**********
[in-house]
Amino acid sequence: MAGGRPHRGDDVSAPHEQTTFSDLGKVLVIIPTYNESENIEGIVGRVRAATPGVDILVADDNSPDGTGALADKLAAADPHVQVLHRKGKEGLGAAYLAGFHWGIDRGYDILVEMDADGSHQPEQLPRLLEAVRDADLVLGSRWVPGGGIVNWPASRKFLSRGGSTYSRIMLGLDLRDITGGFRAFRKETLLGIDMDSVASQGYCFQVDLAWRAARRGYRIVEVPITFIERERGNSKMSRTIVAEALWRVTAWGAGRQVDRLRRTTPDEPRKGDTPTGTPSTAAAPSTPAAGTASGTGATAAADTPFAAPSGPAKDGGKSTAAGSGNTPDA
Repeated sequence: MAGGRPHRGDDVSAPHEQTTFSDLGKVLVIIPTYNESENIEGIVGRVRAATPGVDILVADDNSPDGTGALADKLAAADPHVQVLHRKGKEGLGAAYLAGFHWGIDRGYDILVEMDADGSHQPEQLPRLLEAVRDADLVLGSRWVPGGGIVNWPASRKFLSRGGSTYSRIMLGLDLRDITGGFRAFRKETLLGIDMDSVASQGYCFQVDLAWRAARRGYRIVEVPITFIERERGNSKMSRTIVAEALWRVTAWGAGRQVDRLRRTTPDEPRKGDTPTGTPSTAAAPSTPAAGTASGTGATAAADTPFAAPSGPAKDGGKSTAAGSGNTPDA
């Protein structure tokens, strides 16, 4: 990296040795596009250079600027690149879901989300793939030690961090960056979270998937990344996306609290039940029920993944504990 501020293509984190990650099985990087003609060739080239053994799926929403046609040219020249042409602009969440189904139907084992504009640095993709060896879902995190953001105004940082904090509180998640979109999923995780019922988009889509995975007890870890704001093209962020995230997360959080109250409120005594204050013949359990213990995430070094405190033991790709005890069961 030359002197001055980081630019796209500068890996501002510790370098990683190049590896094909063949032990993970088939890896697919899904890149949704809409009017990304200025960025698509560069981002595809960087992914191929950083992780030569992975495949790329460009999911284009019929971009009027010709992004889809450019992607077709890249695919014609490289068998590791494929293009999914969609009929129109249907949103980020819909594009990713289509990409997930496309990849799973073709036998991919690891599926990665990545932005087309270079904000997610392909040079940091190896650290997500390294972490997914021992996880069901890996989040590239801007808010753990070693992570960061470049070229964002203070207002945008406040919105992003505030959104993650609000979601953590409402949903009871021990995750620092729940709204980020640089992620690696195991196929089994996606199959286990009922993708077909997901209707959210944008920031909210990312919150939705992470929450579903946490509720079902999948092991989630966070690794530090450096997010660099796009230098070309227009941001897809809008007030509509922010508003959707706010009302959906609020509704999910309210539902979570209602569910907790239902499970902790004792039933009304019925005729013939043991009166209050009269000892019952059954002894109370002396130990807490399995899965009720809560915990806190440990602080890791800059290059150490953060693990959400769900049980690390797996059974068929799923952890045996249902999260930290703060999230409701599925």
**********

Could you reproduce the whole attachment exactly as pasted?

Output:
[in-house]
Amino acid sequence: MAGGRPHRGDDVSAPHEQTTFSDLGKVLVIIPTYNESENIEGIVGRVRAATPGVDILVADDNSPDGTGALADKLAAADPHVQVLHRKGKEGLGAAYLAGFHWGIDRGYDILVEMDADGSHQPEQLPRLLEAVRDADLVLGSRWVPGGGIVNWPASRKFLSRGGSTYSRIMLGLDLRDITGGFRAFRKETLLGIDMDSVASQGYCFQVDLAWRAARRGYRIVEVPITFIERERGNSKMSRTIVAEALWRVTAWGAGRQVDRLRRTTPDEPRKGDTPTGTPSTAAAPSTPAAGTASGTGATAAADTPFAAPSGPAKDGGKSTAAGSGNTPDA
Repeated sequence: MAGGRPHRGDDVSAPHEQTTFSDLGKVLVIIPTYNESENIEGIVGRVRAATPGVDILVADDNSPDGTGALADKLAAADPHVQVLHRKGKEGLGAAYLAGFHWGIDRGYDILVEMDADGSHQPEQLPRLLEAVRDADLVLGSRWVPGGGIVNWPASRKFLSRGGSTYSRIMLGLDLRDITGGFRAFRKETLLGIDMDSVASQGYCFQVDLAWRAARRGYRIVEVPITFIERERGNSKMSRTIVAEALWRVTAWGAGRQVDRLRRTTPDEPRKGDTPTGTPSTAAAPSTPAAGTASGTGATAAADTPFAAPSGPAKDGGKSTAAGSGNTPDA
């Protein structure tokens, strides 16, 4: 990296040795596009250079600027690149879901989300793939030690961090960056979270998937990344996306609290039940029920993944504990 501020293509984190990650099985990087003609060739080239053994799926929403046609040219020249042409602009969440189904139907084992504009640095993709060896879902995190953001105004940082904090509180998640979109999923995780019922988009889509995975007890870890704001093209962020995230997360959080109250409120005594204050013949359990213990995430070094405190033991790709005890069961 030359002197001055980081630019796209500068890996501002510790370098990683190049590896094909063949032990993970088939890896697919899904890149949704809409009017990304200025960025698509560069981002595809960087992914191929950083992780030569992975495949790329460009999911284009019929971009009027010709992004889809450019992607077709890249695919014609490289068998590791494929293009999914969609009929129109249907949103980020819909594009990713289509990409997930496309990849799973073709036998991919690891599926990665990545932005087309270079904000997610392909040079940091190896650290997500390294972490997914021992996880069901890996989040590239801007808010753990070693992570960061470049070229964002203070207002945008406040919105992003505030959104993650609000979601953590409402949903009871021990995750620092729940709204980020640089992620690696195991196929089994996606199959286990009922993708077909997901209707959210944008920031909210990312919150939705992470929450579903946490509720079902999948092991989630966070690794530090450096997010660099796009230098070309227009941001897809809008007030509509922010508003959707706010009302959906609020509704999910309210539902979570209602569910907790239902499970902790004792039933009304019925005729013939043991009166209050009269000892019952059954002894109370002396130990807490399995899965009720809560915990806190440990602080890791800059290059150490953060693990959400769900049980690390797996059974068929799923952890045996249902999260930290703060999230409701599925």